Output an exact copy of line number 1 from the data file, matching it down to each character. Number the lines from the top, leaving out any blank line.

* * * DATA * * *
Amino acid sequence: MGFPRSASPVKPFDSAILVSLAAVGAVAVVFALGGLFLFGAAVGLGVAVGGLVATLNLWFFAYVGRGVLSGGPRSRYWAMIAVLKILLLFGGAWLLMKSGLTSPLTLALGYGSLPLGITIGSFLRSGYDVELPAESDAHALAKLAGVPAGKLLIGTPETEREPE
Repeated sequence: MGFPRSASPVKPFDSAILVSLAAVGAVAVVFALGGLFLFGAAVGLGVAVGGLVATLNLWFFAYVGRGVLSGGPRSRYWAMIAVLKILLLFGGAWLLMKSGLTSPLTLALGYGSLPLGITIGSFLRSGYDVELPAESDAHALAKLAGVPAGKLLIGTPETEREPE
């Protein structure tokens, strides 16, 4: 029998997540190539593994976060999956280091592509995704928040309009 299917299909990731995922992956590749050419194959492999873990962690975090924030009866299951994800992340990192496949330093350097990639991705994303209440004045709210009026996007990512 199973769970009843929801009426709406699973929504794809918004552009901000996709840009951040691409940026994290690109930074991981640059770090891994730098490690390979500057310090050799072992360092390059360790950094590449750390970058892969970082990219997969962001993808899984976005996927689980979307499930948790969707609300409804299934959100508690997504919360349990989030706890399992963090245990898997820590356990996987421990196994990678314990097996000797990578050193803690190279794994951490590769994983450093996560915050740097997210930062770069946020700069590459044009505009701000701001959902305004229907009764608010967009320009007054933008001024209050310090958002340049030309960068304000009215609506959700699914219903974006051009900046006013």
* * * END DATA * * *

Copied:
Amino acid sequence: MGFPRSASPVKPFDSAILVSLAAVGAVAVVFALGGLFLFGAAVGLGVAVGGLVATLNLWFFAYVGRGVLSGGPRSRYWAMIAVLKILLLFGGAWLLMKSGLTSPLTLALGYGSLPLGITIGSFLRSGYDVELPAESDAHALAKLAGVPAGKLLIGTPETEREPE